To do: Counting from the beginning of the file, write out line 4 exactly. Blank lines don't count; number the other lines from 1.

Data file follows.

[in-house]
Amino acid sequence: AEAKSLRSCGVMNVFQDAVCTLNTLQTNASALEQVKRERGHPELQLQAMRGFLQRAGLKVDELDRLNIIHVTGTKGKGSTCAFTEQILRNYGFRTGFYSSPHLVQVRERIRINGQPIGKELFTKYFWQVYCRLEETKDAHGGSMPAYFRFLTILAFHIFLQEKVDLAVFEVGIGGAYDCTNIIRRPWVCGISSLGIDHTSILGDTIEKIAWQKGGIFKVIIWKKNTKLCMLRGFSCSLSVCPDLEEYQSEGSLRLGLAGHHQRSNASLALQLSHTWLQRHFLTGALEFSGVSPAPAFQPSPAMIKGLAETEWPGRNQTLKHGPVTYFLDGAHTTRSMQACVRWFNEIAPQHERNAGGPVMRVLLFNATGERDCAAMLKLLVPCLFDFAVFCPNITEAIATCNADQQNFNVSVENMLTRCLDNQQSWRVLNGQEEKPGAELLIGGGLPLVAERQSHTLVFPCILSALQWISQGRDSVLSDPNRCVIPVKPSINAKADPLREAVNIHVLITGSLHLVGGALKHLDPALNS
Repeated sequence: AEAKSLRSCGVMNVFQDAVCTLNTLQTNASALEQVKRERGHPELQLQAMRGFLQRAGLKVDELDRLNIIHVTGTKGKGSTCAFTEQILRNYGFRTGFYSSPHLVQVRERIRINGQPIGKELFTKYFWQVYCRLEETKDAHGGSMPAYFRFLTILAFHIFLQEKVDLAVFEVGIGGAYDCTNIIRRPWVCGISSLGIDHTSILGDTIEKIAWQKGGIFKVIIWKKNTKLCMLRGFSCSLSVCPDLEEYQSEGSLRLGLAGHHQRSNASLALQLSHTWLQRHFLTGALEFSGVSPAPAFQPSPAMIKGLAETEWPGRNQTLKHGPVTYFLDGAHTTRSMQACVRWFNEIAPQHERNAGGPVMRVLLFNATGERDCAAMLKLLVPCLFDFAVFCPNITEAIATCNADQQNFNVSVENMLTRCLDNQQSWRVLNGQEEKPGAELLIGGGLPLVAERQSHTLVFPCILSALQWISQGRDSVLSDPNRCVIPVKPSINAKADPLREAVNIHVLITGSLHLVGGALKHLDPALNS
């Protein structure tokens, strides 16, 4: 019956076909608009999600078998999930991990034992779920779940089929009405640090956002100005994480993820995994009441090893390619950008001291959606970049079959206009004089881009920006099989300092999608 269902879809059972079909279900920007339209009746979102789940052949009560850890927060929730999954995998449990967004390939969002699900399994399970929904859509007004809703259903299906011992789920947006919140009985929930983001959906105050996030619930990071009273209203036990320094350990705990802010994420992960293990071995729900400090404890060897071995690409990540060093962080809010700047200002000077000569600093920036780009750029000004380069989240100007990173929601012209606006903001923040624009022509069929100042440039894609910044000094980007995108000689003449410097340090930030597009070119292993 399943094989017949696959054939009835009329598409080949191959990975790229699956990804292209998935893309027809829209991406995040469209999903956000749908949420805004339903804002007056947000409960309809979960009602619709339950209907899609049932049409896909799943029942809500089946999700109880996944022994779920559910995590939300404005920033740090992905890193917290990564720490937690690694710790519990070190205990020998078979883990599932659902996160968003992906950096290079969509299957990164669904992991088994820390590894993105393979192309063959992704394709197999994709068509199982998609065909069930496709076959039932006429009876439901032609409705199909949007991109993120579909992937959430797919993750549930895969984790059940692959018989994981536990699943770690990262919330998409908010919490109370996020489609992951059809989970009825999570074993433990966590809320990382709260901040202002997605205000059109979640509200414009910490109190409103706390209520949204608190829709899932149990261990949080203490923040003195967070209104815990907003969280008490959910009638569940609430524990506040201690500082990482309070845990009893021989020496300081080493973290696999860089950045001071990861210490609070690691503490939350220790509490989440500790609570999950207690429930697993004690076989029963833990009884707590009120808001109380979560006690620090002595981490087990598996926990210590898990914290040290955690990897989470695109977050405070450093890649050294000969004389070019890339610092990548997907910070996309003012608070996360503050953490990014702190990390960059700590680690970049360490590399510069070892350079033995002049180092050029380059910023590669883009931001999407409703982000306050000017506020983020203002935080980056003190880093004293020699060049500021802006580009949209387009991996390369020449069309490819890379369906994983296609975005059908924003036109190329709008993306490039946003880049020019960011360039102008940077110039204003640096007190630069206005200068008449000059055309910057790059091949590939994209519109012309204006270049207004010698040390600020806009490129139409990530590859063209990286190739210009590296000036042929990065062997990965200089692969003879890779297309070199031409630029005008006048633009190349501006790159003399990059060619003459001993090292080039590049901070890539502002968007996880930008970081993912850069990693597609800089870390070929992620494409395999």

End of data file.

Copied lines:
């Protein structure tokens, strides 16, 4: 019956076909608009999600078998999930991990034992779920779940089929009405640090956002100005994480993820995994009441090893390619950008001291959606970049079959206009004089881009920006099989300092999608 269902879809059972079909279900920007339209009746979102789940052949009560850890927060929730999954995998449990967004390939969002699900399994399970929904859509007004809703259903299906011992789920947006919140009985929930983001959906105050996030619930990071009273209203036990320094350990705990802010994420992960293990071995729900400090404890060897071995690409990540060093962080809010700047200002000077000569600093920036780009750029000004380069989240100007990173929601012209606006903001923040624009022509069929100042440039894609910044000094980007995108000689003449410097340090930030597009070119292993 399943094989017949696959054939009835009329598409080949191959990975790229699956990804292209998935893309027809829209991406995040469209999903956000749908949420805004339903804002007056947000409960309809979960009602619709339950209907899609049932049409896909799943029942809500089946999700109880996944022994779920559910995590939300404005920033740090992905890193917290990564720490937690690694710790519990070190205990020998078979883990599932659902996160968003992906950096290079969509299957990164669904992991088994820390590894993105393979192309063959992704394709197999994709068509199982998609065909069930496709076959039932006429009876439901032609409705199909949007991109993120579909992937959430797919993750549930895969984790059940692959018989994981536990699943770690990262919330998409908010919490109370996020489609992951059809989970009825999570074993433990966590809320990382709260901040202002997605205000059109979640509200414009910490109190409103706390209520949204608190829709899932149990261990949080203490923040003195967070209104815990907003969280008490959910009638569940609430524990506040201690500082990482309070845990009893021989020496300081080493973290696999860089950045001071990861210490609070690691503490939350220790509490989440500790609570999950207690429930697993004690076989029963833990009884707590009120808001109380979560006690620090002595981490087990598996926990210590898990914290040290955690990897989470695109977050405070450093890649050294000969004389070019890339610092990548997907910070996309003012608070996360503050953490990014702190990390960059700590680690970049360490590399510069070892350079033995002049180092050029380059910023590669883009931001999407409703982000306050000017506020983020203002935080980056003190880093004293020699060049500021802006580009949209387009991996390369020449069309490819890379369906994983296609975005059908924003036109190329709008993306490039946003880049020019960011360039102008940077110039204003640096007190630069206005200068008449000059055309910057790059091949590939994209519109012309204006270049207004010698040390600020806009490129139409990530590859063209990286190739210009590296000036042929990065062997990965200089692969003879890779297309070199031409630029005008006048633009190349501006790159003399990059060619003459001993090292080039590049901070890539502002968007996880930008970081993912850069990693597609800089870390070929992620494409395999």